About this object

A beautifully painted wooden domestic altar. The base unit hold eight panels painted with large lotus, sprouting from rocks painted in bands of red, blues and greens bordered with gold, the background being a bright yellow. The shelving unit is smaller in width and depth than the base and is split into eight niches. The trefoil shaped painted wooden inlays above each niche create a shrine like space for individual statues or objects to sit. The canopy is intricately carved with scallops and painted with several lotus flowers, this is supported on a variety of Tibetan architectural features including false exposed joists painted in red and green.

Object specifics

  • Type
    Religion
  • Culture
    Tibetan
  • Artist/Maker
    Unknown or unrecorded
  • Place made
    Asia: Southern Asia: India: West Bengal: Darjeeling
  • Date made
    1910
  • Materials
    Alloy Copper; Pigment; Wood
  • Location
    World Museum, Level 3, World Cultures
  • Acquisition
    From the Collection of Sir Charles Bell
  • Collector
    Charles Alfred Bell
  • Place collected
    Asia: Southern Asia: India: West Bengal: Darjeeling
  • Date collected
    22 June 1910
  • Measurements
  • Note
    List of Curios No 69a:
    A chö-sam (mchod sams) (altar) has been made for above (jade figure) by the chief carpenter (um-dze) of the Dalai Lama in Darjeeling and painted by a Tibetan painter living in Jore Bungalow. This is also numbered 69.

    Curator's comment: Bell displayed a group of jade figures given to him by the Dalai Lama in the eight niches, several of these are in private collections.

    Written by Emma Martin
  • Related people
    13th Dalai Lama (commissioned by); Charles Alfred Bell (Collector)

Where is this object from?

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Publications

  • List of Curios

    Bell, Charles Alfred

    Author: Bell, Charles Alfred
    Publisher:
    Date:
    Description: A typed object catalogue from Bell's handwritten notes on a wide variety of objects from his personal collection. This information often contains, the date he obtained an object, its provenance (including where and who he acquired from) and the person responsible for giving him the information. The process of writing the inventory began in December 1912 and continued until the late 1930s.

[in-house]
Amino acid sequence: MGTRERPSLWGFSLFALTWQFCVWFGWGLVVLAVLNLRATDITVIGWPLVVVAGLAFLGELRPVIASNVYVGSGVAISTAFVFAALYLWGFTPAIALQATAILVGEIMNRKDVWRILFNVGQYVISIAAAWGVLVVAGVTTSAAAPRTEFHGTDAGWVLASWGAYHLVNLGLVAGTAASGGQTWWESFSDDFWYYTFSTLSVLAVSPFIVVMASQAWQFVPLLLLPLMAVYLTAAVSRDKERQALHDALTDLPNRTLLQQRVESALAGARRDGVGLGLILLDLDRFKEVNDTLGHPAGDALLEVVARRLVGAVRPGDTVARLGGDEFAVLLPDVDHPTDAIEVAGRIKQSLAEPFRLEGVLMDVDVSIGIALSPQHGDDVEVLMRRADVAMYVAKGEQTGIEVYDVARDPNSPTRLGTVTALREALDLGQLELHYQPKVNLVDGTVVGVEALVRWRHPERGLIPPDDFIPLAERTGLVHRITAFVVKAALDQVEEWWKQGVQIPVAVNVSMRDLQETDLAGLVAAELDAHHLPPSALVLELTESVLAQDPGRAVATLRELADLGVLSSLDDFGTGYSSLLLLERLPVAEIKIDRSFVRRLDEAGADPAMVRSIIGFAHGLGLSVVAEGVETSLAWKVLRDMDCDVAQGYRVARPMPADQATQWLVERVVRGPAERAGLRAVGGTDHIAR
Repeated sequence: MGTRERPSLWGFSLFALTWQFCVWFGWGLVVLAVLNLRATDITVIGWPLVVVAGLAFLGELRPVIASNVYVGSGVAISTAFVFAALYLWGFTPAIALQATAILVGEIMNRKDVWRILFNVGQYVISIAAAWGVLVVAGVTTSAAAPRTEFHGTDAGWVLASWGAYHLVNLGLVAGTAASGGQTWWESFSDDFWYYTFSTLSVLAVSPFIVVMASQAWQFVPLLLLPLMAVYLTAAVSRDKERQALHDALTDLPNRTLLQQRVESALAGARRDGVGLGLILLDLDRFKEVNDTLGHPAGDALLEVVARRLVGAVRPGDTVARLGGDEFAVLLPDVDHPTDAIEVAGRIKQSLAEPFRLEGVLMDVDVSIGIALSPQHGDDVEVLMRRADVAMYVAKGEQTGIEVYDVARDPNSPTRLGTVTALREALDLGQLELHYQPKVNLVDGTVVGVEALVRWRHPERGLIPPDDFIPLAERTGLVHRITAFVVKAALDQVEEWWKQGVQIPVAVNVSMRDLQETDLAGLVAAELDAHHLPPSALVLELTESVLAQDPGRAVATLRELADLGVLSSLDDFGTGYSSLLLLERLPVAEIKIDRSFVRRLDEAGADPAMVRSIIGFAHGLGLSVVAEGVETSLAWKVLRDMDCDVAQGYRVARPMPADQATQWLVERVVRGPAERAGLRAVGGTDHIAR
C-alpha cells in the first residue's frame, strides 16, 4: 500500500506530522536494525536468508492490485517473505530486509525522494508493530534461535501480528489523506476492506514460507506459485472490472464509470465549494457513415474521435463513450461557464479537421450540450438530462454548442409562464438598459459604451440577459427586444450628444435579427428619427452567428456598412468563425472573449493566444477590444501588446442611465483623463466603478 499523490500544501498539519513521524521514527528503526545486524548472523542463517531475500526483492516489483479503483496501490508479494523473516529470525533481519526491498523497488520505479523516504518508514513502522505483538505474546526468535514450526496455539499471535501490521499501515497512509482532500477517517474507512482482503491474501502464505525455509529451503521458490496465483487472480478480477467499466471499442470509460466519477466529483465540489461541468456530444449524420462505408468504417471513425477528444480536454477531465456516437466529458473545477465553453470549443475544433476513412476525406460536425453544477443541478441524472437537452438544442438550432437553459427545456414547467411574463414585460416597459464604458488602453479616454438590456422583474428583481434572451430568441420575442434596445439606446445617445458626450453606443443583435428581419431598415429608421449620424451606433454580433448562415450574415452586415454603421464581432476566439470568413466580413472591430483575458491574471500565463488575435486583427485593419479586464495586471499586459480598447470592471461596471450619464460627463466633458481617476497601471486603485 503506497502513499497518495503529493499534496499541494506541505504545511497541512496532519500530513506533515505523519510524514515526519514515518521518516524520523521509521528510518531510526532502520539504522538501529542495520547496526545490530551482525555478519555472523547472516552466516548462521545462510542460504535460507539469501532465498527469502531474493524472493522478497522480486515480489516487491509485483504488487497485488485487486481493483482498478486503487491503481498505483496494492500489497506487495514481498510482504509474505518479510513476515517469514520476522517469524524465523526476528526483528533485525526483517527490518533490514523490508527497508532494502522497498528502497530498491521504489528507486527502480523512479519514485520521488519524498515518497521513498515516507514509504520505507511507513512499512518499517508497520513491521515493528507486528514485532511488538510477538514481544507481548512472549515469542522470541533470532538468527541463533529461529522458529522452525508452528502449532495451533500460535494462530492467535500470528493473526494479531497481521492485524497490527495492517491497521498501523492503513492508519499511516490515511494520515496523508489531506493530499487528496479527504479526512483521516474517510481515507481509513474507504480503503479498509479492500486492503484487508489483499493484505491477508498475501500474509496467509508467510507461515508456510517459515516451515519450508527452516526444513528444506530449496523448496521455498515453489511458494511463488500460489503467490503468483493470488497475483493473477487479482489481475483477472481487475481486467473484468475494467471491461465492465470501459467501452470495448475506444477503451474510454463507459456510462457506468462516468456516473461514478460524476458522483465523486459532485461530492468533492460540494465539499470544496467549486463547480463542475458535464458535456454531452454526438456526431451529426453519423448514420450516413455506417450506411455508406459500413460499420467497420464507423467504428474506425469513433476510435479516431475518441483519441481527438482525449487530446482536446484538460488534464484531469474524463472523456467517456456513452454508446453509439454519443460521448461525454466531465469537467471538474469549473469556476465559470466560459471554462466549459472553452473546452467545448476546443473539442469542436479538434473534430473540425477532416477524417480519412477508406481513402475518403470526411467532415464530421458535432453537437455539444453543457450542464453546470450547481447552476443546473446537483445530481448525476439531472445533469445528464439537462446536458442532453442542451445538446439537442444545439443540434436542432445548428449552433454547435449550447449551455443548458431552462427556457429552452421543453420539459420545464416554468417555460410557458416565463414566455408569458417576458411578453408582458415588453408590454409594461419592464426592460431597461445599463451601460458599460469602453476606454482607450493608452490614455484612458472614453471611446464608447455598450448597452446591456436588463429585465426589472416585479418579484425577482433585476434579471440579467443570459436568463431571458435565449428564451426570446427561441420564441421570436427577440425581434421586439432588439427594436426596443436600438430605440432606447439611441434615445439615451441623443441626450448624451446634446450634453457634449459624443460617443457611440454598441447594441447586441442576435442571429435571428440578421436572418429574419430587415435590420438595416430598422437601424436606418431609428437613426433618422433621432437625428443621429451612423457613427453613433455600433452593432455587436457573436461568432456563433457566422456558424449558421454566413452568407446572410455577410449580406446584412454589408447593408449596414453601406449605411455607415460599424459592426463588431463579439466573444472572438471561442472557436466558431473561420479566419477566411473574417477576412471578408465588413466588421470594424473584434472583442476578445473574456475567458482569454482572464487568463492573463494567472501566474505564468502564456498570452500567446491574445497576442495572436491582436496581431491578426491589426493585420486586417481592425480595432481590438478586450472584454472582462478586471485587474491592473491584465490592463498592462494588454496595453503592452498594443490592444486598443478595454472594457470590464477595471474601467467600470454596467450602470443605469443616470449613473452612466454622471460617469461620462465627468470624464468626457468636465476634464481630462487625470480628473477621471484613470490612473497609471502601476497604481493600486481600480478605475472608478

Events

  • 13th Dalai Lama's exile in British India 1910-1912

    Start date: 1910
    End date: 1910
    Description: Following an increase in hostilities between China and Tibet and the arrival of two thousand Chinese troops into Lhasa, the 13th Dalai Lama and a small entourage fled Lhasa during the night of 12 February 1910. Having been cut off from travelling to Mongolia they decided to head for British India and Sikkim. They rode hard with Chinese troops following closely behind them. A young member of the entourage Chensal Namgang (who would later become Tsarong Shapé), along with a small party, held back the Chinese troops at Chaksam Ferry giving the Dalai Lama time to make it to Phari, where W P Rosemeyer, a British India telegraph engineer gave him protection at a dak bungalow. The following day the Dalai Lama rode on to Yatung, where he was again given protection by David Macdonald (British Trade Agent), he finally rode on to Gnatong and to British India protection on 21st February 1910. Charles Bell was the officer in charge of the Dalai Lama and his entourage, during his time in British India and the two men developed a strong friendship during this event. The Dalai Lama was to stay in British India for over 2 years, only returning to Lhasa once Chinese troops had been removed and the intense fighting in Lhasa had stopped. This event would trigger the Dalai Lama's proclamation of Tibetan Independence in February 1913 and a series of modernising reforms.

Object view = Humanities
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